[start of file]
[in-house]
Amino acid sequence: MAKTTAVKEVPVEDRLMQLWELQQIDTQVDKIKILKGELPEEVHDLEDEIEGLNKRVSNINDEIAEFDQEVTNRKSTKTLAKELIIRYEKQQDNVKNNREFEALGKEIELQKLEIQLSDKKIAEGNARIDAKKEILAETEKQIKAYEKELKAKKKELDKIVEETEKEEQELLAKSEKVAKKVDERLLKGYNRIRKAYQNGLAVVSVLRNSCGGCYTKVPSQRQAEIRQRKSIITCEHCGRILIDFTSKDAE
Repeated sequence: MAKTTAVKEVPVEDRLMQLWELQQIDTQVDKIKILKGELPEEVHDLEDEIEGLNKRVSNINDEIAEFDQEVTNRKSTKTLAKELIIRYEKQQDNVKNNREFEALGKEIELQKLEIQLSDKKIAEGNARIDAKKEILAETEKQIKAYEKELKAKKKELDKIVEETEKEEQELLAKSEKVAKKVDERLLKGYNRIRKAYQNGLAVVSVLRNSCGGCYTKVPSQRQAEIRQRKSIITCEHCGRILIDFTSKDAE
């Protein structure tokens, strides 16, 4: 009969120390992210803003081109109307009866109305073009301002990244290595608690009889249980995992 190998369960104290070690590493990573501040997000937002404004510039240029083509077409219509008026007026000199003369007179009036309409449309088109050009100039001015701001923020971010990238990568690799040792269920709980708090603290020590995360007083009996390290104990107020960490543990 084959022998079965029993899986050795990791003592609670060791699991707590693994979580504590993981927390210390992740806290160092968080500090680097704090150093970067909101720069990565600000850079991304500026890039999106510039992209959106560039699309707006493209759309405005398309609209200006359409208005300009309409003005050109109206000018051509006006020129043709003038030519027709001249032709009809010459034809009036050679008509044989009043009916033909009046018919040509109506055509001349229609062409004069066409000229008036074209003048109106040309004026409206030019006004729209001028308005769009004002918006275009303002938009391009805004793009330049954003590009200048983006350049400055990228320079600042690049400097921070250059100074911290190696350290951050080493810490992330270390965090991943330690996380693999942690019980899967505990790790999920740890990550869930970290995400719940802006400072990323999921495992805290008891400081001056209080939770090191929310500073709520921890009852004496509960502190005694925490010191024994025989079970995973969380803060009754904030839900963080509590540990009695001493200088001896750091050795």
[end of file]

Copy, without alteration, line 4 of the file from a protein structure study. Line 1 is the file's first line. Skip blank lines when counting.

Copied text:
């Protein structure tokens, strides 16, 4: 009969120390992210803003081109109307009866109305073009301002990244290595608690009889249980995992 190998369960104290070690590493990573501040997000937002404004510039240029083509077409219509008026007026000199003369007179009036309409449309088109050009100039001015701001923020971010990238990568690799040792269920709980708090603290020590995360007083009996390290104990107020960490543990 084959022998079965029993899986050795990791003592609670060791699991707590693994979580504590993981927390210390992740806290160092968080500090680097704090150093970067909101720069990565600000850079991304500026890039999106510039992209959106560039699309707006493209759309405005398309609209200006359409208005300009309409003005050109109206000018051509006006020129043709003038030519027709001249032709009809010459034809009036050679008509044989009043009916033909009046018919040509109506055509001349229609062409004069066409000229008036074209003048109106040309004026409206030019006004729209001028308005769009004002918006275009303002938009391009805004793009330049954003590009200048983006350049400055990228320079600042690049400097921070250059100074911290190696350290951050080493810490992330270390965090991943330690996380693999942690019980899967505990790790999920740890990550869930970290995400719940802006400072990323999921495992805290008891400081001056209080939770090191929310500073709520921890009852004496509960502190005694925490010191024994025989079970995973969380803060009754904030839900963080509590540990009695001493200088001896750091050795």